Fan-famous @cutlinejoe captures New England Revolution supporter culture

Most New England Revolution fans know him as @cutlinejoe – his moniker on Twitter and Instagram. Some know him as the guy with the camera in the stands, on the field and at tailgates.

For diehards at Gillette Stadium, though, he’s Joe Raviele, the one who captures Revs games from a specific angle: supporter culture. 

In fact, Raviele, a member of both the Rebellion and the Midnight Riders, doesn’t take photos of the game itself. Rather, his 90 minutes are spent shooting fans waving scarves, leading chants from the capo stand, and celebrating in the parking lot. 

To find out Raviele’s story, caught up the photographer himself to hear about his start, and some of his personal favorite shots. How did you first get into photography?

Joe Raviele: I’ve been into photography my whole life. Prior to my current career in IT, I had my own photography business for a while doing commercial and location shooting. Prior to that, I was a photojournalist and stringer for about eight years for various newspapers around Rhode Island and Massachusetts. 

What’s your background, then, of how you became a New England Revolution fan?

Surprisingly enough, I would go to games every now and then one or two games a year. Then it was 2013 when my friends and I were at a game, and one said, "Why don’t we ever sit over in that section?" It turned out to be the Fort, so we sat there for one game and were hooked. The next season, in 2014, we started buying season tickets. 

What’s the genesis behind applying your passion for photography to Revs’ supporter culture?

It was an interesting conversation I had with Brendan Schimmel, who was running the Rebellion at the time. I said, "You guys don’t have a lot of pictures. If you go online there’s no Rebellion photo group or anything." There were some here and there, but not really in-depth coverage.

So I said, "How do you maybe feel about me taking some pictures at the next event?" It was a watch party at the Brass Monkey in Providence.

I took some pictures and ended up meeting some of the Revs’ front office staff. It came up in conversation like, "How would you guys feel about me going on the field and taking some pictures shooting back into the crowd?" That was around 2014, 2015, and it just snowballed from there. 

How have you seen the project evolve or change?

At first it was a, "Hey, let me take some pictures and see what happens" type of thing. I wasn’t even sure everything how would come out, with the angle of shooting on the field. You don’t see a lot of that. I started playing with it and one thing led to another where I did events outside of soccer and the Riders’ Golf Classic – they wanted to take photos for those. I do some away games, too.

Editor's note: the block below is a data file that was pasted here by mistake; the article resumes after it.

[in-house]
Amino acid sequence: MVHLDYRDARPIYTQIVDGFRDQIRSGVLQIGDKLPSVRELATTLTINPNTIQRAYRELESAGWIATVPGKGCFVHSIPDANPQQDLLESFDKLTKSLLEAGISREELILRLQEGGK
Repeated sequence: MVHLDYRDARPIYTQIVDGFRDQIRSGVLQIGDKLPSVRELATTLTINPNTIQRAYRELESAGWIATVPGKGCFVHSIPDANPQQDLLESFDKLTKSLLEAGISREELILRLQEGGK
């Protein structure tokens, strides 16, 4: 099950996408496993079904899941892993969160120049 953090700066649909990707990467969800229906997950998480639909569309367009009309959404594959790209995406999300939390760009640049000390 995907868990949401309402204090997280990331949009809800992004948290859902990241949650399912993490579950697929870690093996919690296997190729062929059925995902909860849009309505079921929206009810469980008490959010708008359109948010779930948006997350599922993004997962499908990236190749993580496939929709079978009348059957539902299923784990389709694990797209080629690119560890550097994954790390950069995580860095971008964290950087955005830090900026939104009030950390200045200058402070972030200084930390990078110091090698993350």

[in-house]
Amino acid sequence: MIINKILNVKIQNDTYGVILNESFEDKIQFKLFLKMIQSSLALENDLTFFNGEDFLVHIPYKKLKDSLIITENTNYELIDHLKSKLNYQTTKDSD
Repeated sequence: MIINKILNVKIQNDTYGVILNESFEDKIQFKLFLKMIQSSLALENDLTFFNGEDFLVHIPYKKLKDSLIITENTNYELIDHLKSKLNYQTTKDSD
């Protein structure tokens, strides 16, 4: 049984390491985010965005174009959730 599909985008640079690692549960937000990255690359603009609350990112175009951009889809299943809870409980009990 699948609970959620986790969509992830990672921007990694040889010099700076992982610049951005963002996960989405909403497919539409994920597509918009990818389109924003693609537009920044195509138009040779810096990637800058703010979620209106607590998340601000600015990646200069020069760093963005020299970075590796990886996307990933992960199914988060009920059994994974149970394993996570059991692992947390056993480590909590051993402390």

It developed from, "Let me see how this works," to, "This is pretty cool." People are reaching out to me if I don’t post the photos on Monday from the weekend – I hear about it on Twitter and Instagram. I have to say, "Guys, I have a job. This is my hobby."

What has the feedback been like from fans?

You’ll see them everywhere. They honestly pop up in random places. I get a few shots of the away supporters who come to Gillette Stadium, so a Minnesota newspaper reached out and said, "Do you mind if we use some of your photos of the supporters that came to the game?" That’s what it’s there for. I’m not getting paid for this. I have no desire to get paid for this. This is something I do. 

It’s fun, it’s a hobby and I tell everyone – including the Revolution – that they should feel free to use them. Just give me a photo credit and feel free to post my pictures. So yeah, I see them everywhere. I started putting a watermark on the bottom with @cutlinejoe. I started seeing stuff on social media and Reddit where it’s, "Who took this photo? Where do I find more?"

Where do you see this project going down the road?

It’s evolved organically, so it’s see where it goes. That’s really what it comes down to.


Five of @cutlinejoe's favorite fan photos

“This was my second attempt to get this photo – the streamers in the first one were anemic. I had asked everyone in the Fort to aim in my general direction and got quite a bit more than I bargained for. I was sitting down behind the goal and it took a good five minutes to peel away enough streamers for me to even be able to stand up.”

Photo by @cutlinejoe

“Being able to catch the raw emotion of moments like this is one of the things I love about being on the field. Since I am looking back toward the supporters and watching the game on the scoreboard, I can grab the instant reactions like these. As soon as the ball crosses the line I am already lined up to take pictures into the crowd.”

Photo by @cutlinejoe

“I took this on a rainy and unexpectedly cold night. Just looking at this photo makes my hands cold. This picture in particular always strikes a note in me about what it takes to be up on the capo. Cold, wet, miserable, tired – none of it matters. You have to push through and keep the supporters going.”

Photo by @cutlinejoe

“For me, this picture is just a great example of how the people you meet and interact with week after week at matches quickly go from friends to family. A member of The Rebellion was injured in a fall and everyone (supporters, players, front office) rallied around him. It was just a amazing, heartwarming sight to see.”

Photo by @cutlinejoe

“The advantage of shooting from the field is being able to catch these moments in the the Fort that no one really sees. I remember there was a short break in play and I quickly saw this opportunity. I have no idea what the joke was, but something tells me it was pretty good.”


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